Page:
Gonzales tells Bobbi that because of Deathlok’s eye and tracking, they know where the Inhumans are. Gonzales clearly sees them as a threat, while Coulson doesn’t want to start a war, and considering the fact we just came out of Ultron, the whole thing has a very “Civil War” feel to it. Coulson proposes a sit-down with Jiaying where she can explain herself. But Gonzales doesn’t trust Coulson to go by himself because the last time someone decided to do whatever they wanted (aka Tony Stark), the world went to hell in a hand basket as the Avengers destroyed it.
Gordon and Raina return to Afterlife and tell Jiaying what they’ve found, and Raina tells Gordon she’s had a vision about S.H.I.E.L.D. coming to destroy them. She implores Jiaying not to talk to them, because that’s how she sees it starting, and instead proposes that it should be her who talks to Coulson. Cal has remained wary of Raina ever since he brought her in, and sees her proposal as a way for her to be manipulative. It’s interesting, because we’re not really sure what Raina’s true agenda is – I’m inclined to believe her, but I can also see how people wouldn’t be trusting. Cal freaks out over the fact that he’s going to lose his daughter again to S.H.I.E.L.D., and then suggests that they give him up in order to find an agreement. It’s almost self-sacrifice, and I wonder how much of this is rooted in Cal’s true desire to unite his family and how much is rooted in that “Dr. Hyde” personality.
In the quinjet on the way to Afterlife, Bobbi and May have a discussion about S.H.I.E.L.D. – if they’ve ever considered life without it, where they’d be without it. Bobbi has a nice line about Hunter being the only time she’d have considered leaving, before May turns on her…except it’s not May, it’s actually Kara, wearing May’s face again. Bobbi puts up a decently good fight but Ward shows up and stuns her, and, well, that’s the end of that.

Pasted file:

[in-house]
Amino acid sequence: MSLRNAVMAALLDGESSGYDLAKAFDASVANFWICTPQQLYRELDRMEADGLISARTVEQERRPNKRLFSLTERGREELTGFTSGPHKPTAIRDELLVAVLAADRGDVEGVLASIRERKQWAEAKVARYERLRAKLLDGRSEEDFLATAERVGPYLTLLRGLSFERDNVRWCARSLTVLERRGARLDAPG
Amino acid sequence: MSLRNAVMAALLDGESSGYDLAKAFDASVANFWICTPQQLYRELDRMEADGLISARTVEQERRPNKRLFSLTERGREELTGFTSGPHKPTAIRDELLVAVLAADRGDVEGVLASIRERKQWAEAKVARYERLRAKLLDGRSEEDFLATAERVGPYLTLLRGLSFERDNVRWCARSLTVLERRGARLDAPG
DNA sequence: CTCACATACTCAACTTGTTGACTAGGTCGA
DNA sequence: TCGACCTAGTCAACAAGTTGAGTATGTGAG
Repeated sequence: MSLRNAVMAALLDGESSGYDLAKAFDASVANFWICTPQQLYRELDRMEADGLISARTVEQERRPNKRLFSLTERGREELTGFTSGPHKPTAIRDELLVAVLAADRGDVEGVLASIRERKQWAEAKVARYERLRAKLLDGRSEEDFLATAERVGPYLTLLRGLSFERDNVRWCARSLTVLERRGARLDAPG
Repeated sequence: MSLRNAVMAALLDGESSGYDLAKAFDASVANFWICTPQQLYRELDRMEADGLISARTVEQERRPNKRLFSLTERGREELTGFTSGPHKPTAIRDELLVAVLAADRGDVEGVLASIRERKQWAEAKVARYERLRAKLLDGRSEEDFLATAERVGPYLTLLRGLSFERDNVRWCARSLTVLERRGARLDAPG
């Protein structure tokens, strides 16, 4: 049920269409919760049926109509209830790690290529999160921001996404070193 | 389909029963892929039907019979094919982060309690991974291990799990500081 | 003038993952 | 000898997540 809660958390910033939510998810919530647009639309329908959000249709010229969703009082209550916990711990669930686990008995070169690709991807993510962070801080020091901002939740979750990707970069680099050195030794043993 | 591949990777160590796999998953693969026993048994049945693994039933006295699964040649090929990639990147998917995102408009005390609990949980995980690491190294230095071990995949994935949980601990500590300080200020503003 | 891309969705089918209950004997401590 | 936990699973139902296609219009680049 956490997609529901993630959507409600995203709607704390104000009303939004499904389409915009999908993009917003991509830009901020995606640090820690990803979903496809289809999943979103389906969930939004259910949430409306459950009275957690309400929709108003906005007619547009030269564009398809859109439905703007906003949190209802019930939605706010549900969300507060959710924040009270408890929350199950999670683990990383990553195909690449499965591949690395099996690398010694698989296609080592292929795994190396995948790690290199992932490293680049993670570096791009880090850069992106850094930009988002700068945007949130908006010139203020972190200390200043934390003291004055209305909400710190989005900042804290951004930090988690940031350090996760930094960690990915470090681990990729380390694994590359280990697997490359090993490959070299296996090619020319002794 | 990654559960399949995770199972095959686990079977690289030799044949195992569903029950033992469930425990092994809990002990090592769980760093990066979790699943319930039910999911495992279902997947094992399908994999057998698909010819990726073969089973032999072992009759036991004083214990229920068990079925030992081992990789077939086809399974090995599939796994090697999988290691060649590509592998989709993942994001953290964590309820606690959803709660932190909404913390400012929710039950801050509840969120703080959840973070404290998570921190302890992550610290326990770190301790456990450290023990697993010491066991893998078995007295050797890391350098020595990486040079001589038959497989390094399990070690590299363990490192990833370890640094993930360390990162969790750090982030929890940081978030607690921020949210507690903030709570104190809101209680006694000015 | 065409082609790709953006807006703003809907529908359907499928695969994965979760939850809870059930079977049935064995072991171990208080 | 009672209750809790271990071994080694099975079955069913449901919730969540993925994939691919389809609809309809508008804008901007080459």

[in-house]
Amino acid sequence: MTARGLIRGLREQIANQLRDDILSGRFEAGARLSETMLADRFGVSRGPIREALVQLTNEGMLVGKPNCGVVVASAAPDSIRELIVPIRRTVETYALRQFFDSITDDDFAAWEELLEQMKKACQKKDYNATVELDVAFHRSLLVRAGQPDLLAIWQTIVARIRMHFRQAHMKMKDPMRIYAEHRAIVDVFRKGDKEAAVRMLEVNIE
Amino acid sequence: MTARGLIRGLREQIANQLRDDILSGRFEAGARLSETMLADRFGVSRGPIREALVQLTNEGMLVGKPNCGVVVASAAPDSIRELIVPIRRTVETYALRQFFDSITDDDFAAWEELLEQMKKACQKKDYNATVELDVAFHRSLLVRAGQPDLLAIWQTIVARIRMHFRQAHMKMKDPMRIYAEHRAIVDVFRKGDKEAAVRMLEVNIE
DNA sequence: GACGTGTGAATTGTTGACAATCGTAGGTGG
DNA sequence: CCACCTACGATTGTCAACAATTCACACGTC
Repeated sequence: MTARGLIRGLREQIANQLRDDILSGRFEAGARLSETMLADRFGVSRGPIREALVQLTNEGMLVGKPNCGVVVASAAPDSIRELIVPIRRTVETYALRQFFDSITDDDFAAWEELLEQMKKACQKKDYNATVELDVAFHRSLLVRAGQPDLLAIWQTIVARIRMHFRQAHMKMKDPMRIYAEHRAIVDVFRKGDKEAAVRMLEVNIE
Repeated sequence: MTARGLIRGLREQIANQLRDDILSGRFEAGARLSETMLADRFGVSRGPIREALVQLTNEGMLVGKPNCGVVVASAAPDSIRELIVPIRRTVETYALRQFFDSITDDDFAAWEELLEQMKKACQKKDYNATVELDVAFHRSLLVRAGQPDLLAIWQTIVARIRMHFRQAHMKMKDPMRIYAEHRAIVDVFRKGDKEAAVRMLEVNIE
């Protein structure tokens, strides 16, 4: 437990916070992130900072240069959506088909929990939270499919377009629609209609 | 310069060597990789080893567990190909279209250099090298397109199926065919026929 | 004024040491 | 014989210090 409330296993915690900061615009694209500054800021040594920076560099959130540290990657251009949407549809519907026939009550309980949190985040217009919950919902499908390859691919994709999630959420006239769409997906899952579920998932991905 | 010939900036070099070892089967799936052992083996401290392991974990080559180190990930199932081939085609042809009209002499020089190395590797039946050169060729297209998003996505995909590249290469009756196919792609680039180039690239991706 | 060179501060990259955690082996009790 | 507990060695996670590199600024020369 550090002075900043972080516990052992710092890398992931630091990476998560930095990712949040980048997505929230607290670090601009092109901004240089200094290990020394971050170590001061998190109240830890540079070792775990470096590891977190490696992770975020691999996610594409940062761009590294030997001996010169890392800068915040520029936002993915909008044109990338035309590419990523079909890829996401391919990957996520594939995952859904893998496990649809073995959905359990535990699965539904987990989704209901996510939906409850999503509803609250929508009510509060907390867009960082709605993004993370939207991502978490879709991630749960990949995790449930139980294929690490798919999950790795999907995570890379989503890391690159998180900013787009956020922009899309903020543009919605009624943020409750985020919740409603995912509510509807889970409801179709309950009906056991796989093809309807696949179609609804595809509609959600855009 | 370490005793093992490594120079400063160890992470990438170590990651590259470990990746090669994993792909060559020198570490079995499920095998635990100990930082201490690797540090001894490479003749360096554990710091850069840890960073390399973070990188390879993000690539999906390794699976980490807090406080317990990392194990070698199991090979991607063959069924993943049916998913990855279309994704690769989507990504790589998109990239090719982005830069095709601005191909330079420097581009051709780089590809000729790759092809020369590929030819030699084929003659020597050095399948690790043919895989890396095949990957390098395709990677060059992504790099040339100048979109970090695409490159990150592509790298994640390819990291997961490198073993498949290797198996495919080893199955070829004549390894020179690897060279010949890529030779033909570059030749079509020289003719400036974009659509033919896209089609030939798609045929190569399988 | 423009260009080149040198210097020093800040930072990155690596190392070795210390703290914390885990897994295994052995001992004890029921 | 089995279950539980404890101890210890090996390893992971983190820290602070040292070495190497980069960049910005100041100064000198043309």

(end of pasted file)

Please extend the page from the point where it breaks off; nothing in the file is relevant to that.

As the rest of S.H.I.E.L.D. touches down, Raina is finally starting to believe she has a purpose. But Jiaying is starting to believe otherwise – she doesn’t trust Raina, and neither does anyone else in the community, and no one is comfortable with her taking the reigns on this mission. Which means Jiaying is going to talk to S.H.I.E.L.D. herself, the very thing Raina (supposedly) sees as their downfall.
The crux of the meeting with Gonzales is pretty simple: S.H.I.E.L.D.’s goal is to protect the Inhumans, and they want to only help them. But Jiaying doesn’t want her people to be helped. They don’t need help just because they’re powered. He brings her an offering, a Chinese gift, and Jiaying gives him one in return – the terrigan crystals with the mist. She breaks the vial and Gonzales dies in a similar way that Trip did when he was caught in the Temple with Skye and the Diviner. Jiaying is positively livid that Gonzales would go so far as to try to even empathize with what her and her people had gone through, and after taking care of Gonzales, she shoots herself in the shoulder (TWICE) to make it look like Gonzales attacked her. Which, given the way she exits the building, Skye seems to wholeheartedly believe. And I have a feeling Skye is not going to take kindly to the fact that S.H.I.E.L.D. “attacked” her mother…
“This is war.”
Odds & Ends:
- The return of the lanyards! Also, I love that Koenig is an avid Star Wars fan.
- I understand why Mack left, but I’m assuming he can’t be really gone for good given we only have two episodes to go. Come back, Mack!
- I know now that it wasn’t really Bobbi and May in the quinjet, but still, Bobbi and May working together in any capacity is my new favorite thing.
- “S.H.I.E.L.D. loves it when they get to lock someone up!” Well, Cal, you’re not wrong…